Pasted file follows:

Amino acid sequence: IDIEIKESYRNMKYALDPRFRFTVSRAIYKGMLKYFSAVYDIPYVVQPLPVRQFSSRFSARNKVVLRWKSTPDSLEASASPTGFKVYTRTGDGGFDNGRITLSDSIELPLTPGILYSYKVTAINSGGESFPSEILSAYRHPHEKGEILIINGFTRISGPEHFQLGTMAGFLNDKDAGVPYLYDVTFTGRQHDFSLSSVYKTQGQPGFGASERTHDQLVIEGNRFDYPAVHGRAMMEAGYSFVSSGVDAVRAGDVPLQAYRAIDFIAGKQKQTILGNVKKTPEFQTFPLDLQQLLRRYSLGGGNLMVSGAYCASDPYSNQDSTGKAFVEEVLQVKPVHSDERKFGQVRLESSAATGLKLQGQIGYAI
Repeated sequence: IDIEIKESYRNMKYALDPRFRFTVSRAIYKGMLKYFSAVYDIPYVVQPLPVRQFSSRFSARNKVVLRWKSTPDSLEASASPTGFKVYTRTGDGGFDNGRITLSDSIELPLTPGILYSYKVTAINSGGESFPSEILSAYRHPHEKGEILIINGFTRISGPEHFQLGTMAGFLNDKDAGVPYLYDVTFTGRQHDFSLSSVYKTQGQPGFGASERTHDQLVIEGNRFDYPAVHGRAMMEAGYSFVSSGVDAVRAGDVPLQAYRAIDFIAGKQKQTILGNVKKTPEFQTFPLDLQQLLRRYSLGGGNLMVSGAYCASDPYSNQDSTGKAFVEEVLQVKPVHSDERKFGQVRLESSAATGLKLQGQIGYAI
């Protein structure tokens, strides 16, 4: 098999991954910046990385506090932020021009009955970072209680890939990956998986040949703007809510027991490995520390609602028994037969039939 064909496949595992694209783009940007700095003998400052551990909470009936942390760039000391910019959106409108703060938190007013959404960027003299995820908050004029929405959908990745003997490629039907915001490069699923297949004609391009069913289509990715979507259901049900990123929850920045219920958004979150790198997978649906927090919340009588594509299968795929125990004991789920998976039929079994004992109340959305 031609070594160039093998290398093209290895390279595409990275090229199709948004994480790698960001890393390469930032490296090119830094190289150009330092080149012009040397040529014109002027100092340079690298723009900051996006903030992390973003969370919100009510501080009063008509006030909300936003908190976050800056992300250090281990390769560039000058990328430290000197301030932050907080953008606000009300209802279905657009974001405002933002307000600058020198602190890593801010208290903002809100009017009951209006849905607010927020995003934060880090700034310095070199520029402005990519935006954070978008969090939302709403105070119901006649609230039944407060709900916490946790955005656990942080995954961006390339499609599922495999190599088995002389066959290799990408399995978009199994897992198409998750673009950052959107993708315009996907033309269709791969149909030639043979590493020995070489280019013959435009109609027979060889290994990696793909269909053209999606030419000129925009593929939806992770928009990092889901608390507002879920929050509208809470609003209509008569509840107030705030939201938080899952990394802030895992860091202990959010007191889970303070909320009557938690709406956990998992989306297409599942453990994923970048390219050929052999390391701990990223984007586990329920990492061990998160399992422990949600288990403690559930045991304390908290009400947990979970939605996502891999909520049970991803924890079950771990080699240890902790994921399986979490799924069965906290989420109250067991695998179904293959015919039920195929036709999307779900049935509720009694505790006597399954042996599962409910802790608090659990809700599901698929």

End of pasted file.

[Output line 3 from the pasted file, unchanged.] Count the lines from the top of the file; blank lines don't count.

């Protein structure tokens, strides 16, 4: 098999991954910046990385506090932020021009009955970072209680890939990956998986040949703007809510027991490995520390609602028994037969039939 064909496949595992694209783009940007700095003998400052551990909470009936942390760039000391910019959106409108703060938190007013959404960027003299995820908050004029929405959908990745003997490629039907915001490069699923297949004609391009069913289509990715979507259901049900990123929850920045219920958004979150790198997978649906927090919340009588594509299968795929125990004991789920998976039929079994004992109340959305 031609070594160039093998290398093209290895390279595409990275090229199709948004994480790698960001890393390469930032490296090119830094190289150009330092080149012009040397040529014109002027100092340079690298723009900051996006903030992390973003969370919100009510501080009063008509006030909300936003908190976050800056992300250090281990390769560039000058990328430290000197301030932050907080953008606000009300209802279905657009974001405002933002307000600058020198602190890593801010208290903002809100009017009951209006849905607010927020995003934060880090700034310095070199520029402005990519935006954070978008969090939302709403105070119901006649609230039944407060709900916490946790955005656990942080995954961006390339499609599922495999190599088995002389066959290799990408399995978009199994897992198409998750673009950052959107993708315009996907033309269709791969149909030639043979590493020995070489280019013959435009109609027979060889290994990696793909269909053209999606030419000129925009593929939806992770928009990092889901608390507002879920929050509208809470609003209509008569509840107030705030939201938080899952990394802030895992860091202990959010007191889970303070909320009557938690709406956990998992989306297409599942453990994923970048390219050929052999390391701990990223984007586990329920990492061990998160399992422990949600288990403690559930045991304390908290009400947990979970939605996502891999909520049970991803924890079950771990080699240890902790994921399986979490799924069965906290989420109250067991695998179904293959015919039920195929036709999307779900049935509720009694505790006597399954042996599962409910802790608090659990809700599901698929």